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Mutation in a Gene is Responsible for Cowden syndrome

Cowden syndrome is rare and it is difficult to diagnose this disorder. As a result, an exact estimate of people suffering from this disorder is not clear. However, it is believed that 1 in 200,000 people get affected with this disorder. It causes growth of several non-cancerous but tumor-like chunks of malignant cells called hamartomas in different parts of the body. This leads to a higher risk of developing certain and severe types of cancers. Though the exact mechanism is not known, Scientists attribute the cause to genetic indifferences. Researchers at the Ohio State University Comprehensive Cancer Center have discovered that mutation in a particular gene could be responsible for Cowden syndrome. The results of the findings are published in the journal Proceedings of the National Academy of Sciences of the United States of America. This article tries to gain further insight on this topic.

Basics to Appreciate the Research: Cells are the building blocks of life. They are guided to carry out their functions through chemical instructions called genes. The genes are primarily molecules located at precise locations inside the cells. There are several reasons which cause missing or relocation of the molecules in the genes. The process is technically called mutation of genes. Absence of genes from their allocated locations lead to changes in the normal functions of the body.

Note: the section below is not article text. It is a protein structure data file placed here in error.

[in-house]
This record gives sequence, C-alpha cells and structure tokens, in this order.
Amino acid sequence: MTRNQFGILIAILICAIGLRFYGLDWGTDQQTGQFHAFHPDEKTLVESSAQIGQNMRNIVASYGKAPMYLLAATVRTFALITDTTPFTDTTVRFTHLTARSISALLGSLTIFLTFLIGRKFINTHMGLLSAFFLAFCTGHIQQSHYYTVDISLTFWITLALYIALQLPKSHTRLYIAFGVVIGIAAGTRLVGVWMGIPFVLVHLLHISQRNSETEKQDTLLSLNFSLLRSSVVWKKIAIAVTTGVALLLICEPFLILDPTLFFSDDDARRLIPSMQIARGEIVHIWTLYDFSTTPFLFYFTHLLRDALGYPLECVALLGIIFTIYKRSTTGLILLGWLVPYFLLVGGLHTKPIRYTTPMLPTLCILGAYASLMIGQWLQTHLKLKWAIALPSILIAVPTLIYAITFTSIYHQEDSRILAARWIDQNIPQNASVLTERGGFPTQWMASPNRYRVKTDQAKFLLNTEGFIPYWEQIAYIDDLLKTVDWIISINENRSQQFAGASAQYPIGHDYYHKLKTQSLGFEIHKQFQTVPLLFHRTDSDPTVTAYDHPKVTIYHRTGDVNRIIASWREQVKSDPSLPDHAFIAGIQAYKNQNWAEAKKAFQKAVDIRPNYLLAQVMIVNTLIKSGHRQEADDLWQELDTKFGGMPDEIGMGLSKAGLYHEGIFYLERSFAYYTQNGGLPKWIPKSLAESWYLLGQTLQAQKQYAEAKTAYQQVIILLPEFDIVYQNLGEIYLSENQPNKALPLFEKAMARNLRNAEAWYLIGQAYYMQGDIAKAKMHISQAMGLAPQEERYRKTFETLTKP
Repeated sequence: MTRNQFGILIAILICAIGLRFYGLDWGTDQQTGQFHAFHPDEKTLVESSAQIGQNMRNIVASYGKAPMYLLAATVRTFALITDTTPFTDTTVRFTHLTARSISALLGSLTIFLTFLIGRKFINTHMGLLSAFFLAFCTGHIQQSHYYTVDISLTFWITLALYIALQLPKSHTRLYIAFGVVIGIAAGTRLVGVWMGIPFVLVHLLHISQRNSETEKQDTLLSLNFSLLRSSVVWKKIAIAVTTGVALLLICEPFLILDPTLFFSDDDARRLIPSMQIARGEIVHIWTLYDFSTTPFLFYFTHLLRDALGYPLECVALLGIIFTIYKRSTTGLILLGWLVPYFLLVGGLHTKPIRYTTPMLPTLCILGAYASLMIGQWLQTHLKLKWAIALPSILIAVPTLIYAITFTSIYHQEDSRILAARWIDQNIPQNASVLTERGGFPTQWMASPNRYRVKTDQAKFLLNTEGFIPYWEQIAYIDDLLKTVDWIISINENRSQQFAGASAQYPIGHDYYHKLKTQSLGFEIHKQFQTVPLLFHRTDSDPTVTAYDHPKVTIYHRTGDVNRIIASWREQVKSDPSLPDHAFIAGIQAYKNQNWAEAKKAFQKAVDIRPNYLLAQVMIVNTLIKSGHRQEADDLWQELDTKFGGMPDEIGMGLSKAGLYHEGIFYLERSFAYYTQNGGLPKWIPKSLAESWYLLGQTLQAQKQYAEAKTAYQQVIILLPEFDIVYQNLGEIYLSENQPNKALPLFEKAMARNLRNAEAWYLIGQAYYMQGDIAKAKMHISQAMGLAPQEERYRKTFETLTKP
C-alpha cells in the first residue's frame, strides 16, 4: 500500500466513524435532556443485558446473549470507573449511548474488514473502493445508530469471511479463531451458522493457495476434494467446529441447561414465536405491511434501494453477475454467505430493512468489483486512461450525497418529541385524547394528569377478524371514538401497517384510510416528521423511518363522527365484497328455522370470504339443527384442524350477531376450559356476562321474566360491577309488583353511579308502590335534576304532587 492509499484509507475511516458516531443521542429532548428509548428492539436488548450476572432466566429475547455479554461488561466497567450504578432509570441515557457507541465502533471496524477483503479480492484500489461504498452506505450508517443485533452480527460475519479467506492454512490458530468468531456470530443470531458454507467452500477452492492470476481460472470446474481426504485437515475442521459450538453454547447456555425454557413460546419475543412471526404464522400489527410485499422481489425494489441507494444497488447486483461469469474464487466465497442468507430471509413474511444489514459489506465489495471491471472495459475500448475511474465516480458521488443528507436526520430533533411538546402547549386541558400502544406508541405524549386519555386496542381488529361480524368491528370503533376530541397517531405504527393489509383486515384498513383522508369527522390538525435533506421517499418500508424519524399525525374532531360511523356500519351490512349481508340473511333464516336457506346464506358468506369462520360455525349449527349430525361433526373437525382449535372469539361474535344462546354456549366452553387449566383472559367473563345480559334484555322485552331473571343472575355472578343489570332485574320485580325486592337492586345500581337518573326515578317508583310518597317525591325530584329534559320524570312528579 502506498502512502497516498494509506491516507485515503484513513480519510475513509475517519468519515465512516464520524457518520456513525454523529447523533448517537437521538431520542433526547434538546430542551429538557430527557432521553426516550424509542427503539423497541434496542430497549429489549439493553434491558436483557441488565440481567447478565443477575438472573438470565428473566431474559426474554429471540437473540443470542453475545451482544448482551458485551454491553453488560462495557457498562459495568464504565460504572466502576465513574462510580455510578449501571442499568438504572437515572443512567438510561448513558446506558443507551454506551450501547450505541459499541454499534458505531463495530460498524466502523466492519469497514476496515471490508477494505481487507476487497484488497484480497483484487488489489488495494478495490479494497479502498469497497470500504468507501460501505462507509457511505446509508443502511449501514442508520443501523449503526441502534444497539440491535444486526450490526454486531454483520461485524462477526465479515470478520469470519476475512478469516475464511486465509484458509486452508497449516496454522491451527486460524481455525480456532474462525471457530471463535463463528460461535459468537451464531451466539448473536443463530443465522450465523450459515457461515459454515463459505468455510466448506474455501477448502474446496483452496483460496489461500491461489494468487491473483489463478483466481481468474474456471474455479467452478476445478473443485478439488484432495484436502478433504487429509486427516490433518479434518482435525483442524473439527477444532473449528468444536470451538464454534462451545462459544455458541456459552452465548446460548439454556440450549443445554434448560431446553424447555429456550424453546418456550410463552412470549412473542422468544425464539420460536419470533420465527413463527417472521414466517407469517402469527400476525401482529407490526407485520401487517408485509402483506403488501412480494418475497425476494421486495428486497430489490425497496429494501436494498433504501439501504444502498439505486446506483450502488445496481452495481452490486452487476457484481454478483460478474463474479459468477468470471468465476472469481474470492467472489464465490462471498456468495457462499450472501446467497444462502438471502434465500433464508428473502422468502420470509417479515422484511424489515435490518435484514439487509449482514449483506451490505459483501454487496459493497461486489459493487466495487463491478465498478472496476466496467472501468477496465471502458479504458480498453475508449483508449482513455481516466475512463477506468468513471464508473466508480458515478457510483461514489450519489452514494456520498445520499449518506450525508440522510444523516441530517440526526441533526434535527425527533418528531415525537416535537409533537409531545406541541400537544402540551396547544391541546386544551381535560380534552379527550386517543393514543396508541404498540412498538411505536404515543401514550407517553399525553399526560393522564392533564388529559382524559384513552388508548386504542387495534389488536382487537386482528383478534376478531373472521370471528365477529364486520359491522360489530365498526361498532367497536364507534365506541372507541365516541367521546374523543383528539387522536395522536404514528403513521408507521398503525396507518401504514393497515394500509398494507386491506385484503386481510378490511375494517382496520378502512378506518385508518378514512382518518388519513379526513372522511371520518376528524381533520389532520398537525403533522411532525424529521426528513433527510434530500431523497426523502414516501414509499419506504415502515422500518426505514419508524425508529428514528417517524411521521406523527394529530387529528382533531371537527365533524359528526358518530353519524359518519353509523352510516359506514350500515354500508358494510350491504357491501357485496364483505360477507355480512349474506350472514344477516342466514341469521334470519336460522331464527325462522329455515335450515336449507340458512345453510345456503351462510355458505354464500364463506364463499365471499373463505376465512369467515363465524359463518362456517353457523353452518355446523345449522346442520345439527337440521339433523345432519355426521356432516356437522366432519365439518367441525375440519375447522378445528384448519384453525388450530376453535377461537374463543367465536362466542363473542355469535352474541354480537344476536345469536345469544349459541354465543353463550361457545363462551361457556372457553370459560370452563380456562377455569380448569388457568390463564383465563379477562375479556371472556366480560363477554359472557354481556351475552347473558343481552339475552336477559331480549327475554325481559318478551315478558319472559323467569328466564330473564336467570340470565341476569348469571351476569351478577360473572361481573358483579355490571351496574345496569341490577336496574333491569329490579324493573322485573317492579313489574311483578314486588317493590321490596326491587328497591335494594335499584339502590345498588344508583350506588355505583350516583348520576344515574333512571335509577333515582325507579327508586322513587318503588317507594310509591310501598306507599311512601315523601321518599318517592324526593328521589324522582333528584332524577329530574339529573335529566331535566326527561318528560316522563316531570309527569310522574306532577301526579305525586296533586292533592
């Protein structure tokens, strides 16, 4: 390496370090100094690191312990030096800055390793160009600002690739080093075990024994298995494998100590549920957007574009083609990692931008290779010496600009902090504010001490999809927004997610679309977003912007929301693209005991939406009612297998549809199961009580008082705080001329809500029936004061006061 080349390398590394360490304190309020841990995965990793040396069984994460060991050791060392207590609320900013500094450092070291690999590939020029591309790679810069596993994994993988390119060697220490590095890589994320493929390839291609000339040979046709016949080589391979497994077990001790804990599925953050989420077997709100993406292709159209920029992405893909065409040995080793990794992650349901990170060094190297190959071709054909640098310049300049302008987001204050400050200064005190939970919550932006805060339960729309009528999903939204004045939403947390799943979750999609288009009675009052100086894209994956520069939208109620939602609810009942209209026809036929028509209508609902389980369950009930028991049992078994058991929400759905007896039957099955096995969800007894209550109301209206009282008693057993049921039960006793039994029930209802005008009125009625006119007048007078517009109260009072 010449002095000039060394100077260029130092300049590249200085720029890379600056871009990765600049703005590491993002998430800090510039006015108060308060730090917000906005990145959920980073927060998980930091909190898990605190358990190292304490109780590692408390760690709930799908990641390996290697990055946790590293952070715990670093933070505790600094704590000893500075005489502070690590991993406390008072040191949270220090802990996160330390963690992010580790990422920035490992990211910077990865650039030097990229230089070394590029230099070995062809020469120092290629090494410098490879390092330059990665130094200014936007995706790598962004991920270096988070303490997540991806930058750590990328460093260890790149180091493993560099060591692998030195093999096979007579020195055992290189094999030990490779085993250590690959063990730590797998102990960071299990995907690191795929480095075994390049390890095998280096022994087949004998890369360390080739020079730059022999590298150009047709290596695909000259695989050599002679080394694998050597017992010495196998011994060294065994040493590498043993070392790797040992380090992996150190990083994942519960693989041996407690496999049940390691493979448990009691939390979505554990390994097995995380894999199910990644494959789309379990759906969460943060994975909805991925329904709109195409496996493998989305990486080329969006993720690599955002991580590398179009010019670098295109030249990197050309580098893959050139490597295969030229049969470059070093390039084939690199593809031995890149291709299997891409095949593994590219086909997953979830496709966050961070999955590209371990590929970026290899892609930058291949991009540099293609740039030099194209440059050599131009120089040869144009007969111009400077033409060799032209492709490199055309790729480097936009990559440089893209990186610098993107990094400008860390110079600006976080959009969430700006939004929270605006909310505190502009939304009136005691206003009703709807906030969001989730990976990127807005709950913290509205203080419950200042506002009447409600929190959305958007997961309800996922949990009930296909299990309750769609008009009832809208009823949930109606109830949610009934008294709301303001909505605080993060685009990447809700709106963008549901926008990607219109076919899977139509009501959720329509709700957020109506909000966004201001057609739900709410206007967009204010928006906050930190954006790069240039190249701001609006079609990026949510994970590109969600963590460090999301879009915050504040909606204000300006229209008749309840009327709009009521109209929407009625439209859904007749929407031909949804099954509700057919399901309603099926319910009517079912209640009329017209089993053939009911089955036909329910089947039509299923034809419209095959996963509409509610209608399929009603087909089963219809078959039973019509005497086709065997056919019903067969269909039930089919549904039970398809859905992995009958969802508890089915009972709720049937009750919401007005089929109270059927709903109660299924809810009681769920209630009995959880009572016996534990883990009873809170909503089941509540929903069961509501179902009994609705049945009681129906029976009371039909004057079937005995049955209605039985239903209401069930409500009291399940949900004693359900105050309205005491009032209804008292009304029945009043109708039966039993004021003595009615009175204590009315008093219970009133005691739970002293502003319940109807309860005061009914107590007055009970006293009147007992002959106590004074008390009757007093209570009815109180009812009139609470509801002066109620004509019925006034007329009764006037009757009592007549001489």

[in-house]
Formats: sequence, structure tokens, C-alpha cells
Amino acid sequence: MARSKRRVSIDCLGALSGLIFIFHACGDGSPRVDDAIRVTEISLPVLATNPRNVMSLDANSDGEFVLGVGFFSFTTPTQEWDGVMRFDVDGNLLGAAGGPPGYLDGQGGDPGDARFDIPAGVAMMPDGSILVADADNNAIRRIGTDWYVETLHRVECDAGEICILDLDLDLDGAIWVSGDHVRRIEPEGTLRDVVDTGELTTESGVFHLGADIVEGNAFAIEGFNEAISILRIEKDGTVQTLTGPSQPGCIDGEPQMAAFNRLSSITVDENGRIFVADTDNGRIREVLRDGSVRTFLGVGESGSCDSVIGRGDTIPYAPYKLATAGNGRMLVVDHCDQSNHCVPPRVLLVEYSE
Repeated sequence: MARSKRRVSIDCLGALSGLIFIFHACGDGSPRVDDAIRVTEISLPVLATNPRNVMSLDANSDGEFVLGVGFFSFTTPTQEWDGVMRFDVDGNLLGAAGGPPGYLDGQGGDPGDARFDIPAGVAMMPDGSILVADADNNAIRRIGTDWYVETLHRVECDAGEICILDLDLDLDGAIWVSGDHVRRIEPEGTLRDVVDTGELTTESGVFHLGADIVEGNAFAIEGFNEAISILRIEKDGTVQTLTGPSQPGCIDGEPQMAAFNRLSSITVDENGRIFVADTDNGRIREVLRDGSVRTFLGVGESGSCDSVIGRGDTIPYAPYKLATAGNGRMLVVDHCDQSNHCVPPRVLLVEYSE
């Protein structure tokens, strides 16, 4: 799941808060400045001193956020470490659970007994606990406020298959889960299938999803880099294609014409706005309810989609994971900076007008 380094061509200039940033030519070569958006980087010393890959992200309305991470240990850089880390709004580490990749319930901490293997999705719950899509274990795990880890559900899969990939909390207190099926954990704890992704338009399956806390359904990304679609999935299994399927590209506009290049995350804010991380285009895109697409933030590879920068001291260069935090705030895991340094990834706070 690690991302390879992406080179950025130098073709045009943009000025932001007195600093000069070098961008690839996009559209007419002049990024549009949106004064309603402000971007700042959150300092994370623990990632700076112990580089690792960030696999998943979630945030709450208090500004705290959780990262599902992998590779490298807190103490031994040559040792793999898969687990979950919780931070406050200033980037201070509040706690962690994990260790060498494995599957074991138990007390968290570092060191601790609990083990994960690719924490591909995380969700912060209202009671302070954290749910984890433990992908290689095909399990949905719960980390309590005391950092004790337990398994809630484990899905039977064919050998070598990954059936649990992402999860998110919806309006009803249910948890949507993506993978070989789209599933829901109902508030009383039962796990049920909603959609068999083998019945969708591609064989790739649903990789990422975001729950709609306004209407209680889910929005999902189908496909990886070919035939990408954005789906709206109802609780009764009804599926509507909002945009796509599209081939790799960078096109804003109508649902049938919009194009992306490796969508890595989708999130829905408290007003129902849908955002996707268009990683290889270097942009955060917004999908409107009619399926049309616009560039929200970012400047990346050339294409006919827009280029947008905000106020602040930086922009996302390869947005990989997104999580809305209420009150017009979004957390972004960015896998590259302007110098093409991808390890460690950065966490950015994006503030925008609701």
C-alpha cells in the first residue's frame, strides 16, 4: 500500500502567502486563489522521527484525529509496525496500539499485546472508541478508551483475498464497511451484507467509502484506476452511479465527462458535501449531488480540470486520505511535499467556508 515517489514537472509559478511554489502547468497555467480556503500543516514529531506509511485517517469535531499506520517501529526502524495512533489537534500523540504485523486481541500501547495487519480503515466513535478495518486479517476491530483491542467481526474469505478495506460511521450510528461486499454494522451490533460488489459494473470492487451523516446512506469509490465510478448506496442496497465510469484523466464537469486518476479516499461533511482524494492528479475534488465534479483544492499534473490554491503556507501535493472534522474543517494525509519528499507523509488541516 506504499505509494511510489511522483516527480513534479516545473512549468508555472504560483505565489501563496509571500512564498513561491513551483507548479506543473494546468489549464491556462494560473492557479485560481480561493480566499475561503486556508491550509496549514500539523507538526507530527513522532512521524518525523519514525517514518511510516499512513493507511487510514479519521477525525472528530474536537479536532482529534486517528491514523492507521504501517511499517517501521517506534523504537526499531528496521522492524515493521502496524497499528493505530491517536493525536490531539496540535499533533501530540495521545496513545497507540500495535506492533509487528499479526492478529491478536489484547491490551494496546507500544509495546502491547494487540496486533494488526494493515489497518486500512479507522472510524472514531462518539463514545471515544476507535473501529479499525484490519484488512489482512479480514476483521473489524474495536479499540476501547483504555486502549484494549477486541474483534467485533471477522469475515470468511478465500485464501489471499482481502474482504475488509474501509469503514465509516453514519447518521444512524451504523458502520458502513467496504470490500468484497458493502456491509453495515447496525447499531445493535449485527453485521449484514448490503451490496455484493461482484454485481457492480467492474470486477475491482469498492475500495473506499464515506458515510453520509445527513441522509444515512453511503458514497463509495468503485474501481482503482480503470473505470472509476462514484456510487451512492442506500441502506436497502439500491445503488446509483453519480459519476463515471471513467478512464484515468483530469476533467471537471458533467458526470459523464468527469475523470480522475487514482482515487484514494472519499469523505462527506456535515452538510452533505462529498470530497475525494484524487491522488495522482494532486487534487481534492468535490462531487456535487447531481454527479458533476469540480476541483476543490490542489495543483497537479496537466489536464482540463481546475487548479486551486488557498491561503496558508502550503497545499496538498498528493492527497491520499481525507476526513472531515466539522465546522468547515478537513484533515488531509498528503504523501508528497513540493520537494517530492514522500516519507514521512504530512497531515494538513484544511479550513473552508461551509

Knowledge Gained from Research:

  • The researchers tried to understand the mutation in the gene PTEN, which causes Cowden syndrome when inherited.
  • When the gene is not inherited and undergoes mutation, it causes lung, prostate and pancreatic cancers.
  • The study found that the process of mutation plays a vital role in causing cancer to different organs of the body in Cowden syndrome patients.
  • Specific mutations of the gene PTEN are responsible for causing specific types of cancer.
  • PTEN is found to be the second most commonly mutated gene in human cancer. Study of mutation in this gene can also explain the severity and the rate at which tumours in multiple organs spread.
  • This gene is also responsible for causing developmental disabilities and autism.
  • The focus of the further research is now on understanding why the severity of cancers is different in patients though the cause happens to be the mutation of the same PTEN gene.

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